Harry Hayman, born in Lewistown, Pennsylvania, March 20, 1917, is the retired executive secretary of the IEEE Computer Society. A 1938 graduate of New York University, he started work with the Federal Communications Commission in 1940. During World War II, Harry worked as monitoring officer in the field service of the FCC and later as an enlisted man in the U.S. Navy. After the war, he got a job as an engineer in the broadcast division of the FCC. During the Korean war, he worked as a civilian engineer with the U.S. Army Signal Corps. Later, he designed, built, owned, and managed and AM radio broadcast station, WPGC, in Morningside, Maryland, which became one of the top stations in the Washington, D.C. area.
In 1965 he entered the computer profession by becoming a maintenance engineer on UNIVAC I at the U.S. Census Bureau. This was followed by his being named to the engineering management team of the U.S. Navy, which was involved in the management of the research and development of the LARC and Stretch computers for the U.S. Department of Defense. He then was assigned to the Federal Aviation Agency to assist in the research and development for an early air traffic control system. He ended his government career upon the successful conclusion of the Apollo project, where he was on the top management staff of the project with responsibilities for computers.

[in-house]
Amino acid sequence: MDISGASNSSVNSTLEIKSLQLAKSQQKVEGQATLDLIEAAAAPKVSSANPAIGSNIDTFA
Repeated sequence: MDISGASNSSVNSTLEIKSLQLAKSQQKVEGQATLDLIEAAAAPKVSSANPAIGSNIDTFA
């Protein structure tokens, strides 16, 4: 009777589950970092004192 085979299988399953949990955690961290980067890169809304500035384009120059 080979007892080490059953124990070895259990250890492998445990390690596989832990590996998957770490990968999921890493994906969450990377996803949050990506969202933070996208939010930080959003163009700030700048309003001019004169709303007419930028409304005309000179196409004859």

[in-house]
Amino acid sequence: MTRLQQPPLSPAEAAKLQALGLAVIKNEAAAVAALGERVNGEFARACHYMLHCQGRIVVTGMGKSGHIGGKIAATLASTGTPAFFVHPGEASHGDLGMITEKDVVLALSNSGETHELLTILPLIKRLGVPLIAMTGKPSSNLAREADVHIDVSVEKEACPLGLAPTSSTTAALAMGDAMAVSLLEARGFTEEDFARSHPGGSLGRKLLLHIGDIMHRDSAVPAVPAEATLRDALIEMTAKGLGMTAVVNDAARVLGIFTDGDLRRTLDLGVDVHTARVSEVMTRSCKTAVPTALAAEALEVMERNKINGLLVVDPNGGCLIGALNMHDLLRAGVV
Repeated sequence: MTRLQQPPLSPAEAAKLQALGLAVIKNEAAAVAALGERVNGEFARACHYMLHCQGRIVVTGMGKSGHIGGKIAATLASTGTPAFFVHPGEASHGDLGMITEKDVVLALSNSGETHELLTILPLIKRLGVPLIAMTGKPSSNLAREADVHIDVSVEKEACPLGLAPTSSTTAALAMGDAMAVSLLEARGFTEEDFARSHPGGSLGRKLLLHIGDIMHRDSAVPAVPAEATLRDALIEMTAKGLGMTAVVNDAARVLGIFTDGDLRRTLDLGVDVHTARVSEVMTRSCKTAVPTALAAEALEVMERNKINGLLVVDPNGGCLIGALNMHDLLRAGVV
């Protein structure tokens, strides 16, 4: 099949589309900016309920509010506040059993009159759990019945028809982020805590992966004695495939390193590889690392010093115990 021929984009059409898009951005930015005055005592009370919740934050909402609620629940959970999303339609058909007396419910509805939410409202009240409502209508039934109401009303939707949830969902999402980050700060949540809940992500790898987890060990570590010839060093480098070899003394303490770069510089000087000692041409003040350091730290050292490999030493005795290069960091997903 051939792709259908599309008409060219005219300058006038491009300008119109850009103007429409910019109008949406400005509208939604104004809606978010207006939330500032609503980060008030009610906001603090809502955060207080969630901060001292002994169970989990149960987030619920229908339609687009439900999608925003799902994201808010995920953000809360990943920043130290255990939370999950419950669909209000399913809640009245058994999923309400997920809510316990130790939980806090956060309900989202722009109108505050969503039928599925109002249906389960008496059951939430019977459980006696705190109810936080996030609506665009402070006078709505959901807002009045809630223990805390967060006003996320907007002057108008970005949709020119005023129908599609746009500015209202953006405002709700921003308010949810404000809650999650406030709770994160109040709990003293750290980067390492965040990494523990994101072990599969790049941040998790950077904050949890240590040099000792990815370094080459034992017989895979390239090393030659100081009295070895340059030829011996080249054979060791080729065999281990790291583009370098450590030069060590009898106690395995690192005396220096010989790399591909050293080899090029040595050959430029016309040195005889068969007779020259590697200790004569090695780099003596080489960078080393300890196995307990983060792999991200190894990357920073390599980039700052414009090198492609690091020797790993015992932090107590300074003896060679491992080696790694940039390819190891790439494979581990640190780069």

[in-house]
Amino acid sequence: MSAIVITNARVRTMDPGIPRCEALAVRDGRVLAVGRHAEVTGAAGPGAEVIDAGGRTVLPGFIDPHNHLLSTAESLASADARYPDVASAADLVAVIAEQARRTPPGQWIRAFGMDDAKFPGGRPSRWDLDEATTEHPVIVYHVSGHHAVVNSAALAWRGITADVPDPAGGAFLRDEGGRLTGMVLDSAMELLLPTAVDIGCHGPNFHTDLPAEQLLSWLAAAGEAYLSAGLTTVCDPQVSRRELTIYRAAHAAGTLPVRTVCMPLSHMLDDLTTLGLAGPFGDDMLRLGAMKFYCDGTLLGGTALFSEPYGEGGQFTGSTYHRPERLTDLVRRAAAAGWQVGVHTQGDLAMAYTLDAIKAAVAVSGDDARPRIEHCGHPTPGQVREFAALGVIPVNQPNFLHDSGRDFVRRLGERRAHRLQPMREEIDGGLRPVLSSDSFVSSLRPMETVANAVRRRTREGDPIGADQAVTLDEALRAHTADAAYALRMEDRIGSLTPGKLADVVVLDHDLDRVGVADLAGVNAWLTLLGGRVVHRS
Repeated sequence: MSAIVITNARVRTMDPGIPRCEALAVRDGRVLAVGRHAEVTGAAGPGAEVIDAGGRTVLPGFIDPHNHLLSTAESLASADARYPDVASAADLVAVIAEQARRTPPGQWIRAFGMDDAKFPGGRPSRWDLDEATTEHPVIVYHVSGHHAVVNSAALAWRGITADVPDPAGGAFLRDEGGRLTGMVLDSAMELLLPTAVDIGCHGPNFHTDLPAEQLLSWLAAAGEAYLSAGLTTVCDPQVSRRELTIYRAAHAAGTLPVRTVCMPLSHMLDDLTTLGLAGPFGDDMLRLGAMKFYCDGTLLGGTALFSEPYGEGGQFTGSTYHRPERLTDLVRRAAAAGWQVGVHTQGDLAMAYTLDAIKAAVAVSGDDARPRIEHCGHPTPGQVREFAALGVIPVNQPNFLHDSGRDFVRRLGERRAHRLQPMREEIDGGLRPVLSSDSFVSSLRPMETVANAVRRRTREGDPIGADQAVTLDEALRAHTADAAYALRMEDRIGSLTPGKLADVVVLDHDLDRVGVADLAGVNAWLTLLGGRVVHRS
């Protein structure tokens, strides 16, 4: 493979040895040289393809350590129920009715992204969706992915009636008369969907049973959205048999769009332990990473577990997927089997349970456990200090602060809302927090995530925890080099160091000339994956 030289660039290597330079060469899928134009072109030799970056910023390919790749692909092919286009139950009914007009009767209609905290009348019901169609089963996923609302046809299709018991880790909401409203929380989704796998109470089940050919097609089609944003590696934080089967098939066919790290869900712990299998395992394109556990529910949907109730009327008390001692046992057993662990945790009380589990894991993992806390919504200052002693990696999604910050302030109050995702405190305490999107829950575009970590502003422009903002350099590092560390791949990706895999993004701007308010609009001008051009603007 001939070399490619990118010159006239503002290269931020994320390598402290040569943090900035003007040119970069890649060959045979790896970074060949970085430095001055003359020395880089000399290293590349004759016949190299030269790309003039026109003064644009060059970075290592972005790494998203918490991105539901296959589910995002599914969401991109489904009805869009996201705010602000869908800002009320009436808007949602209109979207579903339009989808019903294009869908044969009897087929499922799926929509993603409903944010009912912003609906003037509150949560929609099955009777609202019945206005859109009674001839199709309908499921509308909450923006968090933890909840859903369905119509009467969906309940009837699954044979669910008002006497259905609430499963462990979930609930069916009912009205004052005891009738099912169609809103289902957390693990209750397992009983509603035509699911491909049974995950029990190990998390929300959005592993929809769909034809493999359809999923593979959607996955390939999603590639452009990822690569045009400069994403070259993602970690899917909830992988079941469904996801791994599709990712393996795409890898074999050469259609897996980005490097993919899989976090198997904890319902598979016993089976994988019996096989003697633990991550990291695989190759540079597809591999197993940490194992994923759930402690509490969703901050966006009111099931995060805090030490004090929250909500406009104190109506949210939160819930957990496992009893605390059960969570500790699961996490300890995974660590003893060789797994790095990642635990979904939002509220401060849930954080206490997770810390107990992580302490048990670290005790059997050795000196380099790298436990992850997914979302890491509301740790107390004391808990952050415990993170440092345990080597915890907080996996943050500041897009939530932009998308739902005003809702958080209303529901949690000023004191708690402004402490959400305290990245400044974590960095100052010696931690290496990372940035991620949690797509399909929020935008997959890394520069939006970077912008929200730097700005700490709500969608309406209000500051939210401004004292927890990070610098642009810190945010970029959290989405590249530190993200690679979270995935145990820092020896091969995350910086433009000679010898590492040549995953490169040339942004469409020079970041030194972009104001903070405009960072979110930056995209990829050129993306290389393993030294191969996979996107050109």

During a number of these years, Harry worked as a volunteer for the Computer Group (later called Society), and was named progressively secretary, vice-chairman, and chairman fo the Washington, DC chapter. He was the treasurer of the first (1970) IEEE International Computer Group Conference and later became the assistant treasurer of the Computer Group itself.
In 1972, with some 16, 000 members and a budget of $250,000, the Computer Society asked him to join the staff as Executive Secretary. He then helped guide the volunteers though twelve years of phenomenal growth, in which the Computer Society became the largest society of the IEEE, and the largest computer professional organization in the world. He applied management techniques, learned in Apollo and his extensive professional career, to the organization of the society. He published the first tutorial "Computer Networks", for the society, originated publication sales and promotion, and started its fantastic growth in both number of titles and sales. Harry Hayman's other innovations include the first catalog of Computer Society publications, the mailing list of society conferences attendees, and the use of staff assistance for conference organization and management.
Following the hiring of an Executive Director two years before his retirement, Harry was named Director of Tutorials and Conferences, the position he held when he retired in 1985, Throughout his association with the society, Harry felt a deep personal commitment to its growth and success. He was always convinced that personal interaction and caring help to its members and volunteers was an essential ingredient, and he offered his services untiringly to accomplish those goals.
Mr. Hayman and his wife, Edith, shared their time between homes in Silver Spring, Maryland and Boca Raton, Florida. They had four children and six grandchildren.
Harry Hayman died on March 17, 2008, at the age of 91, in Boca Raton, Florida.